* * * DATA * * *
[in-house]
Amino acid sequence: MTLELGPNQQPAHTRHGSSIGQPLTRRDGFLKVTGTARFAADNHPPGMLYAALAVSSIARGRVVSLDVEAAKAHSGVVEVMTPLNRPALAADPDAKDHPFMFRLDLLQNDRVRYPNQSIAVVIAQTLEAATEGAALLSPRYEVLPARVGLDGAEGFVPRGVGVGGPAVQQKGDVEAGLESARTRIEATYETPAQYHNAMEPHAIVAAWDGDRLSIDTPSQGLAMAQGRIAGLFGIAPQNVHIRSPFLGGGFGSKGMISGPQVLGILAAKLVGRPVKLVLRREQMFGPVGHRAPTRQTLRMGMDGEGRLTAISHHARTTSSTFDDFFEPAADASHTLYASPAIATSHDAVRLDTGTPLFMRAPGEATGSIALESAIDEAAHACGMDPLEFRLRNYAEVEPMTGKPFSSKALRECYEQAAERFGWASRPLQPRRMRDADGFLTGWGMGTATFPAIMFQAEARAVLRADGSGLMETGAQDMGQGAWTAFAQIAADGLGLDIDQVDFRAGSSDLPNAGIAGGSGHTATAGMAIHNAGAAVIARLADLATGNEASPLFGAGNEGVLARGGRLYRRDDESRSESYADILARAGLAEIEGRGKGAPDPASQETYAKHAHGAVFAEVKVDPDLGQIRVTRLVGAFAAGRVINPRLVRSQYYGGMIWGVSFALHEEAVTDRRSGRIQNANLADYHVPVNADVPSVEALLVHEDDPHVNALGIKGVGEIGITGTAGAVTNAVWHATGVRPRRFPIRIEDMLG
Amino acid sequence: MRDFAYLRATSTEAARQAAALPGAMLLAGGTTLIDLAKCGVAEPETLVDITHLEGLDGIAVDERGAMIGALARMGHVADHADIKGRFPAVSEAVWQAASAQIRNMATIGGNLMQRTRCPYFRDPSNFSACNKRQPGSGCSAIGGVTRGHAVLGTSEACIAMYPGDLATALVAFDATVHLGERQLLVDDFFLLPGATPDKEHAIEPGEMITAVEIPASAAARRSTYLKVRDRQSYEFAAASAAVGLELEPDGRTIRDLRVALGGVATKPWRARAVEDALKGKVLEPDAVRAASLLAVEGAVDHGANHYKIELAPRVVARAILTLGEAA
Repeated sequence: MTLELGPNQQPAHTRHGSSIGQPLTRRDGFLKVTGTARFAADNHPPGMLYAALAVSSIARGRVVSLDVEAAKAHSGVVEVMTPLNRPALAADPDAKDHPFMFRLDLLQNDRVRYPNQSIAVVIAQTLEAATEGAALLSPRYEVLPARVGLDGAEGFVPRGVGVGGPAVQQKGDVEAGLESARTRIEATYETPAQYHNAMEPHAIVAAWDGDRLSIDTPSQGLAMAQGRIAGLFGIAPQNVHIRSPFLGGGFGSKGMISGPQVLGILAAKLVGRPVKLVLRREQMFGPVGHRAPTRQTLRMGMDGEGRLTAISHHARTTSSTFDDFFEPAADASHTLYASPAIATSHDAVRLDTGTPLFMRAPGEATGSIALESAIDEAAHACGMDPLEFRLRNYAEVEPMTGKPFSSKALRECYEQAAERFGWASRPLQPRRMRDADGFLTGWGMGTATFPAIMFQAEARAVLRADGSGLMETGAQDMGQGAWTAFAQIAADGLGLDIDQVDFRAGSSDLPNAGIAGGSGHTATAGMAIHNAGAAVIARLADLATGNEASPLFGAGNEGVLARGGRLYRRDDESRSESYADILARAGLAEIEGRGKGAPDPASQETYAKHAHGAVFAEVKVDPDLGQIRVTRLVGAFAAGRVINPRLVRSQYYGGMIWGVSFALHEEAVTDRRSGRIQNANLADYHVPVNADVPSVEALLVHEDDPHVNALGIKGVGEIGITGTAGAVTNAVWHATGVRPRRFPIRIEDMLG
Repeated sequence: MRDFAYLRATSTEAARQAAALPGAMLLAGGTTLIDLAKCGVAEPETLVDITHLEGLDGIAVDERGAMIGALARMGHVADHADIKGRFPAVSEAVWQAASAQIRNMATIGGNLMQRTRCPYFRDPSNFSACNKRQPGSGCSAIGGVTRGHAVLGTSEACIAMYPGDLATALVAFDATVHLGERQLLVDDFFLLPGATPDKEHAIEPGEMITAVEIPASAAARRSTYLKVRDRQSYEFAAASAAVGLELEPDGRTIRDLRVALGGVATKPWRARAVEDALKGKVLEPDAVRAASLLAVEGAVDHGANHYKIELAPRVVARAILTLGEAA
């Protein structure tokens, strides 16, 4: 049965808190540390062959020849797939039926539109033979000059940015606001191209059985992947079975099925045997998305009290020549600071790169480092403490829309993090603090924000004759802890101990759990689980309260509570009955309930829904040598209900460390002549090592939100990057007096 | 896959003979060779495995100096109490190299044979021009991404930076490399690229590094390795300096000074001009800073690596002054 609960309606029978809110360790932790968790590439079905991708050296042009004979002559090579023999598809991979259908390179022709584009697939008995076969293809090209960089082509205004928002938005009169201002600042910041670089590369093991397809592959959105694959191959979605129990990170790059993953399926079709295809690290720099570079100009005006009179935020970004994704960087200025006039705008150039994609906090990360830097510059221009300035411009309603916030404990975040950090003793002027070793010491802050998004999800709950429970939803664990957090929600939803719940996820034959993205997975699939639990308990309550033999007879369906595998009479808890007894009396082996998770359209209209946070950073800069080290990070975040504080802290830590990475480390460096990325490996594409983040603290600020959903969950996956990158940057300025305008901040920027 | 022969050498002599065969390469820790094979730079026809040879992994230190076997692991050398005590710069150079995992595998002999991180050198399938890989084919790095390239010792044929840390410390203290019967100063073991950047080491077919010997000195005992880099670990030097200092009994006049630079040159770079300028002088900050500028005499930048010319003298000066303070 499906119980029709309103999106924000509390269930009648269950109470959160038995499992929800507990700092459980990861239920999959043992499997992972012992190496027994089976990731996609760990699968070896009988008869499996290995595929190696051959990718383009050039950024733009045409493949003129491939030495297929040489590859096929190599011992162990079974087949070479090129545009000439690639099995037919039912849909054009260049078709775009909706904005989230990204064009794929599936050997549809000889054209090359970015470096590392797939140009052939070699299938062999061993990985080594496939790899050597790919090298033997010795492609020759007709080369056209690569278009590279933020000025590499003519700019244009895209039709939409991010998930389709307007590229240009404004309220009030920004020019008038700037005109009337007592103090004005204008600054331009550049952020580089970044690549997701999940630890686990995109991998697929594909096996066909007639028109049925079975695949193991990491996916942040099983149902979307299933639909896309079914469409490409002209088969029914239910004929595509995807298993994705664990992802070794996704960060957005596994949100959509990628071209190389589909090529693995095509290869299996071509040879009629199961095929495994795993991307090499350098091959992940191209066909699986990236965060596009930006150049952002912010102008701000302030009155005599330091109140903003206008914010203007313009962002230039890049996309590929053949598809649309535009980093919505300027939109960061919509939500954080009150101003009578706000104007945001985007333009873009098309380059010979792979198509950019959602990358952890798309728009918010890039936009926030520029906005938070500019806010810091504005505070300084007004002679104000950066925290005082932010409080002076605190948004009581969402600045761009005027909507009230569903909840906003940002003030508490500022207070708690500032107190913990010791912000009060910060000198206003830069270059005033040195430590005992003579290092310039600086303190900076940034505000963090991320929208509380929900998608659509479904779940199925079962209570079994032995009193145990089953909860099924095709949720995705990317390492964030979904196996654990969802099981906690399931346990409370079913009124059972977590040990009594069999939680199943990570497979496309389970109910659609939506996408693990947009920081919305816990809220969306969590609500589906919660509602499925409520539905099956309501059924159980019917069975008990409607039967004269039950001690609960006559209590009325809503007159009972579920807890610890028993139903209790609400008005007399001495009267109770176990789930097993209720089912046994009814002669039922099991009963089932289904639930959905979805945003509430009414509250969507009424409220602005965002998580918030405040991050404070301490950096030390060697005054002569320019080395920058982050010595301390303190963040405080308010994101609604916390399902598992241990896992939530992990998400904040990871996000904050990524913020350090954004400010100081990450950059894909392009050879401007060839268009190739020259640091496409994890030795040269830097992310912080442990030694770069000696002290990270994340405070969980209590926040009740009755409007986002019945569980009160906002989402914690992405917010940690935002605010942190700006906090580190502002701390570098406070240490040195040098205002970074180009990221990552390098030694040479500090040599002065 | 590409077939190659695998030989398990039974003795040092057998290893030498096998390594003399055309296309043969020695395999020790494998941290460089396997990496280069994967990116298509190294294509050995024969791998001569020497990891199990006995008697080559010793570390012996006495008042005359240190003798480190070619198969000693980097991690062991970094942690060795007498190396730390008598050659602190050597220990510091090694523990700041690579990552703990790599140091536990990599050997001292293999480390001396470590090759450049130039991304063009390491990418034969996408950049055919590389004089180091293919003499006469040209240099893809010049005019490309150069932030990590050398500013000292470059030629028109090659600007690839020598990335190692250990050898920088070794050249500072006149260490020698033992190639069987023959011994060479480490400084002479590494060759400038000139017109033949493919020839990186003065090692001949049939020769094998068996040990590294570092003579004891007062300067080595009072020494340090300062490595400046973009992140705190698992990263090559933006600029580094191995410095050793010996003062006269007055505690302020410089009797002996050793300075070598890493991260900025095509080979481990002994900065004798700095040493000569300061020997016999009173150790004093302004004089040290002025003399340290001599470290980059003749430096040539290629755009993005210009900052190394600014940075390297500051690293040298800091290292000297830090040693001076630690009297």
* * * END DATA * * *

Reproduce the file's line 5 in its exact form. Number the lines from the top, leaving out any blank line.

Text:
Repeated sequence: MRDFAYLRATSTEAARQAAALPGAMLLAGGTTLIDLAKCGVAEPETLVDITHLEGLDGIAVDERGAMIGALARMGHVADHADIKGRFPAVSEAVWQAASAQIRNMATIGGNLMQRTRCPYFRDPSNFSACNKRQPGSGCSAIGGVTRGHAVLGTSEACIAMYPGDLATALVAFDATVHLGERQLLVDDFFLLPGATPDKEHAIEPGEMITAVEIPASAAARRSTYLKVRDRQSYEFAAASAAVGLELEPDGRTIRDLRVALGGVATKPWRARAVEDALKGKVLEPDAVRAASLLAVEGAVDHGANHYKIELAPRVVARAILTLGEAA